PHOTOS: Siberians flock to toxic lake for 'Maldives' selfies

A young woman poses for pictures by a Novosibirsk energy plant's ash dump site - nicknamed the local "Maldives" - on July 11, 2019. (Photo: Rostislav Netisov/AFP/Getty Images)

Novosibirsk (Russia) - An industrial dump site in Siberia whose turquoise lake resembles a tropical paradise has become a magnet for Instagrammers who risk their health in the toxic water to wow online followers.

Bikini-clad models, paddle-boarders and romantic couples are using a Novosibirsk energy plant's ash dump site -- nicknamed the local "Maldives" -- as background for their snaps, posing as if relaxing in a holiday paradise.

But the Siberian Generating Company, which owns the site, says the lake's bright colors are due to calcium oxides -- substances found in quicklime and harmful to humans -- diluted in shallow waters.

A spokeswoman told AFP that the site "isn't poisonous" but has very high acidity.

"The bottom of the ash disposal site is claylike, so if you fall there, it's hard to get out," she said.

She added that while the company has placed roadblocks, they can be easily circumvented on foot.

Despite the signs "Danger Zone", the photographers keep coming, driven by the quest for Instagram "likes".

"I found out about this place from friends," Alyona, a photographer, told AFP after taking pictures of a young woman posing in a bathing suit on the shore caked with white residue.

"Turns out it's a poisonous liquid and maybe we're risking getting poisoned by the air too," she said looking at the water.

"It's very pretty."

The best images are displayed on a special Instagram account called "Novosibirsk Maldives". Locals also refer to the site as "Maldivinsk". (AFP)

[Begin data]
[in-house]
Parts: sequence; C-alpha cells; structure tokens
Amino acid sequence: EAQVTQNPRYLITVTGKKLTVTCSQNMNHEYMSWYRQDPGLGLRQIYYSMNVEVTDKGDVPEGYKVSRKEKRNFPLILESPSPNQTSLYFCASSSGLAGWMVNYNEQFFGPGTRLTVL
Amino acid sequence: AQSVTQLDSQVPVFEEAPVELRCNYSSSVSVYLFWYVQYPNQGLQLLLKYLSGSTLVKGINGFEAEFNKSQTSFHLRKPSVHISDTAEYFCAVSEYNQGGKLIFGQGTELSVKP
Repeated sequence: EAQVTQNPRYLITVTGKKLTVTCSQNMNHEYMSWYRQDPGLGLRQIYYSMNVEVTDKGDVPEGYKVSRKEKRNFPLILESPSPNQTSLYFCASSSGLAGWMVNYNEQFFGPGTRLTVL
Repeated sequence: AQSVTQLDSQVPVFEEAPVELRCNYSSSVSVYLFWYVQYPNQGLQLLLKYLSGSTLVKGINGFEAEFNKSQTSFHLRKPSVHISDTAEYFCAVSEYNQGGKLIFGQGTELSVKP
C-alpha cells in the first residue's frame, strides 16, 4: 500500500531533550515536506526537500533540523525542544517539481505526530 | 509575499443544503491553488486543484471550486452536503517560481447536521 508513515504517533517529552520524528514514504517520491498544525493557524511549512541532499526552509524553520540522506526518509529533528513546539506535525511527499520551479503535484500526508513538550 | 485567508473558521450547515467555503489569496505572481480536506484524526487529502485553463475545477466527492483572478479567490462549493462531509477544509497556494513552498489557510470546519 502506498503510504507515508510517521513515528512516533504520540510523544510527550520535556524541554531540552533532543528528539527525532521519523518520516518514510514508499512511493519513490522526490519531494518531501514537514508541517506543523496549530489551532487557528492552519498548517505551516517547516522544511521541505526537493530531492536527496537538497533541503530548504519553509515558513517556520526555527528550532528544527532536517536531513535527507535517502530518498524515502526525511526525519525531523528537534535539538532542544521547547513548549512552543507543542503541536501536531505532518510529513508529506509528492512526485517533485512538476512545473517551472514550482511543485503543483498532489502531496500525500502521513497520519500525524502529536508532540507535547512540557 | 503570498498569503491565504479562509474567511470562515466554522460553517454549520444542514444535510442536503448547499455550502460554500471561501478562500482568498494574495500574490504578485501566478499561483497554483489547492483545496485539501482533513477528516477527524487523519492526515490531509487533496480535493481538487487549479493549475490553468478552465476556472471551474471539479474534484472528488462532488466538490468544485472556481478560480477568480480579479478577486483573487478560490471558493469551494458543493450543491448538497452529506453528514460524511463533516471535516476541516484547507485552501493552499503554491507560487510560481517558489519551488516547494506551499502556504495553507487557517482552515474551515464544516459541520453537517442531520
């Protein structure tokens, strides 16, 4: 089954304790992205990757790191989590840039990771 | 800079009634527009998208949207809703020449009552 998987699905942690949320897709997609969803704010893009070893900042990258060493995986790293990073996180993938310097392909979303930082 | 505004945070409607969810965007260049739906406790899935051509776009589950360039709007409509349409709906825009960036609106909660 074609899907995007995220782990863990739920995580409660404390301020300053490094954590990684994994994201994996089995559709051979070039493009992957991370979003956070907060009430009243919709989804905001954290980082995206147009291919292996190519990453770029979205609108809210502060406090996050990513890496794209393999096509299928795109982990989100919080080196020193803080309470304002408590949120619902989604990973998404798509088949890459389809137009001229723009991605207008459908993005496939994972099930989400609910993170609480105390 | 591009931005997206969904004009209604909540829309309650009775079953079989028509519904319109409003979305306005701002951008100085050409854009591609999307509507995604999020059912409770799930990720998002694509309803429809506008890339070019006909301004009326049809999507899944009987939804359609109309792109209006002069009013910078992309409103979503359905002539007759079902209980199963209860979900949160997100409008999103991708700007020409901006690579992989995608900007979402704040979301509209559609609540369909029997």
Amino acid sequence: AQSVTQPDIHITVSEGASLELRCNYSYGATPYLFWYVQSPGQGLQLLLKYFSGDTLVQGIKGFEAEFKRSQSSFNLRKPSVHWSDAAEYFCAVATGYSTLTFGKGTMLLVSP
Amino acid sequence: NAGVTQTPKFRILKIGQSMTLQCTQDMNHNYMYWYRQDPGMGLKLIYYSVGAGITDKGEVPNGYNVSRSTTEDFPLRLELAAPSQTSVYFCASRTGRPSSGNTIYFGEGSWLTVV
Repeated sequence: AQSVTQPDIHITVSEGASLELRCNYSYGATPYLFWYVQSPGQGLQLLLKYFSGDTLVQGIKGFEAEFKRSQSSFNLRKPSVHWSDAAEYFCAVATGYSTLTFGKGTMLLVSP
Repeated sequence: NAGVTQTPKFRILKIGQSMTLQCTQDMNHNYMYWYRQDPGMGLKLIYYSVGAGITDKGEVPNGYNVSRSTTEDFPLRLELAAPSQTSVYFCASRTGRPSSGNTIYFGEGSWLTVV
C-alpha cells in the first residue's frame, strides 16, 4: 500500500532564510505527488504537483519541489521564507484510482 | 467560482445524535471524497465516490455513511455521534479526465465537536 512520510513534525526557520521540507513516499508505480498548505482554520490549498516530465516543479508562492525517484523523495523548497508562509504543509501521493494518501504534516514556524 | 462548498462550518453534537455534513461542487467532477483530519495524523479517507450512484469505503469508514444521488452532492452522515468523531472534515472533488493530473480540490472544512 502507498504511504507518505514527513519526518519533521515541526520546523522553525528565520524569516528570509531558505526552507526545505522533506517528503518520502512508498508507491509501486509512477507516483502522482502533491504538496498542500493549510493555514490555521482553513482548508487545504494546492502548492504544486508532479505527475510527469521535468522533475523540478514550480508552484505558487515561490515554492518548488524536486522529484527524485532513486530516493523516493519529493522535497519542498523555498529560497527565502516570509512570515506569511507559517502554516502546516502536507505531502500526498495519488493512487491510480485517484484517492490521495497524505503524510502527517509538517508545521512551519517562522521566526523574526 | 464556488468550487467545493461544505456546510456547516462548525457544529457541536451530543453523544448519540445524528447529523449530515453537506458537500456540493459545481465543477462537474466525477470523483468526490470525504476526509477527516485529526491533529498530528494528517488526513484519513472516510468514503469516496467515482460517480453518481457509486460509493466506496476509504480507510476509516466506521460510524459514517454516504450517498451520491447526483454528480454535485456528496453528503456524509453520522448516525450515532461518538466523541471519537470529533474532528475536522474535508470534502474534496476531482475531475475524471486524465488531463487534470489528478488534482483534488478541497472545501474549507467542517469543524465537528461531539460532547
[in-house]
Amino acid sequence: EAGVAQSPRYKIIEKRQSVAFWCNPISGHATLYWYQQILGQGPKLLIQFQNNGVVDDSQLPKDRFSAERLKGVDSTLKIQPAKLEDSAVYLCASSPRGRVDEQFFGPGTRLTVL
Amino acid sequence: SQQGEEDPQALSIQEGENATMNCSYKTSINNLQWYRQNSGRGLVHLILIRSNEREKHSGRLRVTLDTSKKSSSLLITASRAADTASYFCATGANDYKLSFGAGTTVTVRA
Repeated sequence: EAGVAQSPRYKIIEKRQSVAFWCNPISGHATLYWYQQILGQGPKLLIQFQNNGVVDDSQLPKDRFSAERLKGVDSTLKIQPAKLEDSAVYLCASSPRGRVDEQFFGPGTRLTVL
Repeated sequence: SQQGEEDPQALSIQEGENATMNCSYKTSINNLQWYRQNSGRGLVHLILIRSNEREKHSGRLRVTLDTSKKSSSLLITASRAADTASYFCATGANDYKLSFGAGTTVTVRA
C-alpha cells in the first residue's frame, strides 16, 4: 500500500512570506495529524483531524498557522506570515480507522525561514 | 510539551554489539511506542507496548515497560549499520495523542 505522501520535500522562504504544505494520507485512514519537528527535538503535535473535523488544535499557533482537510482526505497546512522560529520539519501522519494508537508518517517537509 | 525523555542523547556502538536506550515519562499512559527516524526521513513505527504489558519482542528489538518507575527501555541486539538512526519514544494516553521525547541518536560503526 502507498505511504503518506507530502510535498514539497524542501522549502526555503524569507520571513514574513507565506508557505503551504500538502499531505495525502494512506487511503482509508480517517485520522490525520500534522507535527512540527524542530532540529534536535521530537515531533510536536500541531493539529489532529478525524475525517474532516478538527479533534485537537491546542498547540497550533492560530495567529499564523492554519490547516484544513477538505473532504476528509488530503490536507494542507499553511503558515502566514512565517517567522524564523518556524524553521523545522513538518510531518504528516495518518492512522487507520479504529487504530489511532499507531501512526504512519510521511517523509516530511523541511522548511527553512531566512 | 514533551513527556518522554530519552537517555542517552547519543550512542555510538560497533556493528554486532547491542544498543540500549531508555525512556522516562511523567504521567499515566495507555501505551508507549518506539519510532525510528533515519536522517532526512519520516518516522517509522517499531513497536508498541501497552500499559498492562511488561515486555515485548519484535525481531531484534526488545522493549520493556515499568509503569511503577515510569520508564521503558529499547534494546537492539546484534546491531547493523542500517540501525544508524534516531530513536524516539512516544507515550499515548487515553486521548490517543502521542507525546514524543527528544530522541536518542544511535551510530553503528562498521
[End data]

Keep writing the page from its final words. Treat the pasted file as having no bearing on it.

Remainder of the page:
Photography by Rostislav Netisov/AFP/Getty Images

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A couple rests by a Novosibirsk energy plant's ash dump site - nicknamed the local "Maldives" - on July 11, 2019. (Photo: Rostislav Netisov/AFP/Getty Images)
A view of a Novosibirsk energy plant's ash dump site - nicknamed the local "Maldives" - on July 11, 2019. (Photo: Rostislav Netisov/AFP/Getty Images)
A young woman poses for pictures by a Novosibirsk energy plant's ash dump site - nicknamed the local "Maldives" - on July 11, 2019. (Photo: Rostislav Netisov/AFP/Getty Images)
A view of a Novosibirsk energy plant's ash dump site - nicknamed the local "Maldives" - on July 11, 2019. (Photo: Rostislav Netisov/AFP/Getty Images)
A couple walks by a Novosibirsk energy plant's ash dump site - nicknamed the local "Maldives" - on July 11, 2019. (Photo: Rostislav Netisov/AFP/Getty Images)
A view of a Novosibirsk energy plant's ash dump site - nicknamed the local "Maldives" - on July 11, 2019. (Photo: Rostislav Netisov/AFP/Getty Images)
Young people walk by a Novosibirsk energy plant's ash dump site - nicknamed the local "Maldives" - on July 11, 2019. (Photo: Rostislav Netisov/AFP/Getty Images)
A view of a Novosibirsk energy plant's ash dump site - nicknamed the local "Maldives" - on July 11, 2019. (Photo: Rostislav Netisov/AFP/Getty Images)
A man takes a selfie picture by a Novosibirsk energy plant's ash dump site - nicknamed the local "Maldives" - on July 11, 2019. (Photo: Rostislav Netisov/AFP/Getty Images)
A view of a Novosibirsk energy plant's ash dump site - nicknamed the local "Maldives" - on July 11, 2019. (Photo: Rostislav Netisov/AFP/Getty Images)
A view of a Novosibirsk energy plant's ash dump site - nicknamed the local "Maldives" - on July 11, 2019. (Photo: Rostislav Netisov/AFP/Getty Images)
A view of a Novosibirsk energy plant's ash dump site - nicknamed the local "Maldives" - on July 11, 2019. (Photo: Rostislav Netisov/AFP/Getty Images)

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